T he front row -- yeah -- Darwin's waiting room. These people are normally in an ante-room down the hall from the waiting room.
As a constituent component of the tight five, I always felt that the back row felt they were intellectually superior to what was in front of them. As a consequence, we were obliged to think the same about the row in front of us. Let's face it, most of them are pretty dumb and it followed that on the field, in the bar and latterly in print you just felt compelled to denigrate (that means belittle, lads) them. They really couldn't do much on the paddock except give away penalties at scrum time and flounder into rucks when the ball was gone. What economic value did they hold?
Scrummaging -- sweet Jesus. When I die I hope it's in a scrum -- the transition from life to death would be barely perceptible. De-power the scrum and these Bonzos are down the labour exchange. This was the constant and over-riding prejudicial sentiment that I held for front-row players.
That changed last Saturday -- only a bit -- well enough to make a point in print, predicated by the need to embarrass other groups within the Leinster team that played against Leicester.
I wrote three weeks ago about Mike Ross. Barely two years ago if Rubens was still alive, would he have been drawn by Ross's voluptuousness? Today he would have no interest in him. Ross's body shape has changed markedly; it looks like he has lost at least two stone and his BMI is also down significantly. Due to a combination of unlikely circumstances -- Hayes' obsolescence, Buckley's scrummaging incompetence, Van der Linde's disappearance and Wright's surgical convalescence -- Ross has been catapulted into the position of unlikely hero.
Of the four tightheads in his way, the Stade Francais-bound Stan Wright (bad move Stan) was the most significant removal. Out from early on in the season because of an Achilles tendon injury. Happenstance dictated that the Leinster machine got to work on Ross and the time, energy and expertise spent on non-Irish qualified Wright was diverted to Ross. He blossomed. He still has a bit to go but there was compelling evidence of vast improvement, I suspect a lot of it engendered by the nuggety troika he has attached himself to. There is chemistry and competition there in that Leinster front row and it inspired one of the best performances I've seen from an Irish front row at any level.
They might not eat that much pudding any more, but if you are looking for proof of how well they played, the tackle stats are the first point of reference. They are a cause of some embarrassment to some of their colleagues. Richardt Strauss (pictured) made 13 tackles; Cian Healy had 11 and Ross 8, a combined total of 32. Two tackles more than their esteemed and much vaunted back row of Sean O'Brien (13), Kevin McLaughlin (10) and Jamie Heaslip a lowly 7 -- one fewer than Ross.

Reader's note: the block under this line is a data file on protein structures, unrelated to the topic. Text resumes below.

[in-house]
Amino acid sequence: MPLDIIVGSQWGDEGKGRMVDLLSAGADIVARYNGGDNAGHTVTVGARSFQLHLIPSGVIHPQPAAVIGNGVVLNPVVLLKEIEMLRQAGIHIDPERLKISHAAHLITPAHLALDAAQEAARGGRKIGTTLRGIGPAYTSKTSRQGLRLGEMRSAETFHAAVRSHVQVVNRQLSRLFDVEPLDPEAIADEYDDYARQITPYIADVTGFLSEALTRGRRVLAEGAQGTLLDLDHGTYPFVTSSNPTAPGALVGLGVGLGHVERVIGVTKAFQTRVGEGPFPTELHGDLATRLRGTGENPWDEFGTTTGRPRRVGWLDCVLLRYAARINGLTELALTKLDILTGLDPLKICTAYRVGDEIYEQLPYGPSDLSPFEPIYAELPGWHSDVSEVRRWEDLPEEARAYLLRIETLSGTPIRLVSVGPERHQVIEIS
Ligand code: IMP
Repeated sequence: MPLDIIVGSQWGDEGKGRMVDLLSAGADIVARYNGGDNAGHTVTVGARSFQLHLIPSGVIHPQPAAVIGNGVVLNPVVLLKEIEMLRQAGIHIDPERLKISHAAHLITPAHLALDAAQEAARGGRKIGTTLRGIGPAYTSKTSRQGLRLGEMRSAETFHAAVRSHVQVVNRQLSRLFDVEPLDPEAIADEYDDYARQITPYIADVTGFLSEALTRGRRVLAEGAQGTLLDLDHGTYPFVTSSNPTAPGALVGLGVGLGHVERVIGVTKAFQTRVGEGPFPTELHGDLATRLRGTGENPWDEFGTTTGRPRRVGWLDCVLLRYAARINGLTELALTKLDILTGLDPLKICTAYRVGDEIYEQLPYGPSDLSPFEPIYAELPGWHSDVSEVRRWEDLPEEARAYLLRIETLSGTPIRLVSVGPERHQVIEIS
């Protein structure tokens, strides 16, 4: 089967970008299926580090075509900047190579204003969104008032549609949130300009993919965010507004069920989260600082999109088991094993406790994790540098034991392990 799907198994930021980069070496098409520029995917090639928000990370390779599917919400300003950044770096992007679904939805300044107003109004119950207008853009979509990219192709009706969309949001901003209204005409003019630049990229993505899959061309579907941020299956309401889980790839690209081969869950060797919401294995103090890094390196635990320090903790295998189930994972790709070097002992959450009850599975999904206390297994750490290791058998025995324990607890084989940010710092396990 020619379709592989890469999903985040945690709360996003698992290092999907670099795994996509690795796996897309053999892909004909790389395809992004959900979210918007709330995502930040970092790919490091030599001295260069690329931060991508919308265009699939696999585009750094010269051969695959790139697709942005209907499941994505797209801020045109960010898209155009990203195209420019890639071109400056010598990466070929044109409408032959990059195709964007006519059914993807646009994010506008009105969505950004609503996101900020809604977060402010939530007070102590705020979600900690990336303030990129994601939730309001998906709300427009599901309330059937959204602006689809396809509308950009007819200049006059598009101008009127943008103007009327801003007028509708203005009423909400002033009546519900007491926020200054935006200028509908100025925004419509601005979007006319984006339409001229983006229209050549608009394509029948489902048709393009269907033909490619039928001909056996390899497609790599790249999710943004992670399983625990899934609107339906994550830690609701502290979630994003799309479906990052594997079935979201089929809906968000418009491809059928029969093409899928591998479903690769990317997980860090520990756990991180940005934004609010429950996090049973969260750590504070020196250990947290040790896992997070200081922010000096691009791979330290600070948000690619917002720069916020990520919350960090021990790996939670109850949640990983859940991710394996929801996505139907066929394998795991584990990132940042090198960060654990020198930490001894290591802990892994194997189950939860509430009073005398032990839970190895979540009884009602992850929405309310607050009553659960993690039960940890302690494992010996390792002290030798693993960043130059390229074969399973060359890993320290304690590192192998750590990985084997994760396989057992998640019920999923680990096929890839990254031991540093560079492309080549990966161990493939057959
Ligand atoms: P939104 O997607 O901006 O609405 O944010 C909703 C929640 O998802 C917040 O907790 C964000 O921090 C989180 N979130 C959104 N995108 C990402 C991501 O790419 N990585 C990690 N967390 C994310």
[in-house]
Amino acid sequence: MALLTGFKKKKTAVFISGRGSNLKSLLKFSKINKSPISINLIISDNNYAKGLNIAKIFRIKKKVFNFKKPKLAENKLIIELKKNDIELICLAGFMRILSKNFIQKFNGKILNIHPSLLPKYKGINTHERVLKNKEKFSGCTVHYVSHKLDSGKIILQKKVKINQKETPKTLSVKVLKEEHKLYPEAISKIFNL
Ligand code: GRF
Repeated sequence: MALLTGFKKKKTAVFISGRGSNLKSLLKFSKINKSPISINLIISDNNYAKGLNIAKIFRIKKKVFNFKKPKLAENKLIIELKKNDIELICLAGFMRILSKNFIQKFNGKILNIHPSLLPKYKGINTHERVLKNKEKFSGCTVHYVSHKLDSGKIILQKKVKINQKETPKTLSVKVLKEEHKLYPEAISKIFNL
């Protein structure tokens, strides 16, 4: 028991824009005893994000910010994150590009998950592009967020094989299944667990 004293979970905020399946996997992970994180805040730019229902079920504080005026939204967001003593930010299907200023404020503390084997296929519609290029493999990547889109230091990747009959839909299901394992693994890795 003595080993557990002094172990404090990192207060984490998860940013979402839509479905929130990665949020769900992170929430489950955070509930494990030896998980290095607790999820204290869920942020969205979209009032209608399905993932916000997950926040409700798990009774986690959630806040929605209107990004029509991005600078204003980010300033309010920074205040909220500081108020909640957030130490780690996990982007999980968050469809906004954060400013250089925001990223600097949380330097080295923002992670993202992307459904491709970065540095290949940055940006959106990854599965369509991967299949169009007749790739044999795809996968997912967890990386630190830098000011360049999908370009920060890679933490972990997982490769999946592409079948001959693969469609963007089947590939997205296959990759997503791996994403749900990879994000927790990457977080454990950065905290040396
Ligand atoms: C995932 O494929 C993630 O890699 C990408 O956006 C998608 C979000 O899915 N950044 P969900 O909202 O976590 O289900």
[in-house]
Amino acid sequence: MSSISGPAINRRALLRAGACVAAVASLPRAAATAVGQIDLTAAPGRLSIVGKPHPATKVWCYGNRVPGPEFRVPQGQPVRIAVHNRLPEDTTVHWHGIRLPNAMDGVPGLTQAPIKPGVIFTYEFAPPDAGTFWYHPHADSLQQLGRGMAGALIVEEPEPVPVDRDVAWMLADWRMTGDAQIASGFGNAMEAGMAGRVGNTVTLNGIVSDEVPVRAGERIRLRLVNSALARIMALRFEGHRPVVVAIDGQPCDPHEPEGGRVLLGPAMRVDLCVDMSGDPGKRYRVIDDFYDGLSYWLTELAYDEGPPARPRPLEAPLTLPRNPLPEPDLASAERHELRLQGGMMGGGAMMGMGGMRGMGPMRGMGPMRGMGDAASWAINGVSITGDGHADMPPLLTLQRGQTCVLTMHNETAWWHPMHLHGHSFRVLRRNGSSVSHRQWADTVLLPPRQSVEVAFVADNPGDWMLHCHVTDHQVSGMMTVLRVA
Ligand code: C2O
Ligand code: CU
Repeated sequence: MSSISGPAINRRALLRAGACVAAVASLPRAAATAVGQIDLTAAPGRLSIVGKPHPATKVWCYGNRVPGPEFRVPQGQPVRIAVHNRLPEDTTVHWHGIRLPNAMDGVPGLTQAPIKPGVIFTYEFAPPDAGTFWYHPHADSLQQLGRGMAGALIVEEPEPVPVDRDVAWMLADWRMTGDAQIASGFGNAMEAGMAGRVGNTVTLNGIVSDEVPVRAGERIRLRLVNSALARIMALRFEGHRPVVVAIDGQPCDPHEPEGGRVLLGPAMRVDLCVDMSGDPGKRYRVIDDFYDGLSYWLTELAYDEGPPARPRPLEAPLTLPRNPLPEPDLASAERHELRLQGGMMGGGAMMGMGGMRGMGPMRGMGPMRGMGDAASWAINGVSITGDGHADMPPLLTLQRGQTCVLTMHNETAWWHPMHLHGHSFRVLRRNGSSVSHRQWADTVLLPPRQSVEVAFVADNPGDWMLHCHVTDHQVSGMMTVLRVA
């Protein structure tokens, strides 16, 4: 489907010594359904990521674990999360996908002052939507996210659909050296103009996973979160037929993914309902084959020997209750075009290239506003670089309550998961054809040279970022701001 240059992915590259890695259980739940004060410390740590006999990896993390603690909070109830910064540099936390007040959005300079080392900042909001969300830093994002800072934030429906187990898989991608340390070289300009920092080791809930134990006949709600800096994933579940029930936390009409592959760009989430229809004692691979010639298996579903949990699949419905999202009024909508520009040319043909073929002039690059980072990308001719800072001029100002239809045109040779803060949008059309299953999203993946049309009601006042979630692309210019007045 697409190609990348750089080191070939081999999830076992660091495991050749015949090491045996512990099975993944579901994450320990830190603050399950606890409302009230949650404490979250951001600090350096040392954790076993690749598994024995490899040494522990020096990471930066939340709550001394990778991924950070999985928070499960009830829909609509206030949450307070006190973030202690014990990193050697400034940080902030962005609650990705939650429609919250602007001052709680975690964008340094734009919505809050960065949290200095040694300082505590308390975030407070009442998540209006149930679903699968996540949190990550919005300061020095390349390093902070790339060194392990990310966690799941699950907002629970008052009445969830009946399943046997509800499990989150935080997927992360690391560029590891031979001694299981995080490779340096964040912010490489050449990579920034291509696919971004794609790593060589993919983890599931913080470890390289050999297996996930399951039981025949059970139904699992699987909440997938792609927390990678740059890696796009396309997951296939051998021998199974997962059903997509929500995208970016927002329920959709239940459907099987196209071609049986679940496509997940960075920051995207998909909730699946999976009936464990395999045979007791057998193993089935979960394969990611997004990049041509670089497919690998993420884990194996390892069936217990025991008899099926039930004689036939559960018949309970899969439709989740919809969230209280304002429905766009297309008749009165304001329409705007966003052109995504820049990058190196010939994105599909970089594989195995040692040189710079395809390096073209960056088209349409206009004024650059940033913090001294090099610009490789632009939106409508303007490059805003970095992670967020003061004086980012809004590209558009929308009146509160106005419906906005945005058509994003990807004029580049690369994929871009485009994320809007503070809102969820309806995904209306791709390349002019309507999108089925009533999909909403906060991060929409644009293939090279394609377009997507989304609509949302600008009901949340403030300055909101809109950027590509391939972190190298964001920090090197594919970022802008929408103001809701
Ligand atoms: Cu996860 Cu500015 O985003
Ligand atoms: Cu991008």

The entire back line made 34 tackles in total, only two ahead of the 'crash test dummies'. A staggering effort. Their front row's contribution was brought into sharper focus when you compare and contrast it with the Leicester front row's total of 19.
If you are trying to convey meaning into the difference between the sides, it was this, the industry shown by Leinster's front row. To try and further the significance of their contribution you have to establish the quality of their tackles -- outside of O'Brien. Most of the car-crash tackles were affected by the Leinster front row and they were ravaged on most of Leicester's prime ball carriers. Most of them were stopped dead on the line and they were hurt for good measure.
The combined carries for the Leinster front row was 57 metres compared to a paltry three for Leicester's front row (maybe Leicester don't use their props as gainline raiders) but it begs the question: if you are not doing something then what are you doing? There were only 15 scrums in the game. That's about average for a dry day, but if our props were running around the paddock like spring lambs -- it meant that Leicester were not able to spit-roast our scrum. Fearsome reputations, but the Tigers could not deliver in an area which they had hoped to dominate.
Toulouse might look to replicate what they did last year in the semi-final, but I don't think they have the personnel or the ability to do it away from home.
It is a sign of how comfortable Leinster were on the gainline that the game's outstanding player, Isa Nacewa, did not have to make one
single solitary tackle in the 80 minutes. The same luxury was afforded Keith Earls in the England game. It just shows you how defensively replete Leinster and Ireland are on the line -- even with Kurt McQuilkin back in New Zealand.
The cream on the cake is that Strauss and Healy are not only exceptionally quick and powerful runners, they are week in, week out Leinster's best offloaders. The world was turned upside down by their performance. Congratulations.
Leinster have acquired critical mass and have acquired inspiration from an unlikely source. They look pretty good at the moment, but I'll keep my money in my pocket. The one sure way to stop a runaway horse is to bet on it. Leinster will have to do more than tackle against Toulouse.
PS: Why did Munster offload Sam Tuitupou, I wonder?
Sunday Indo Sport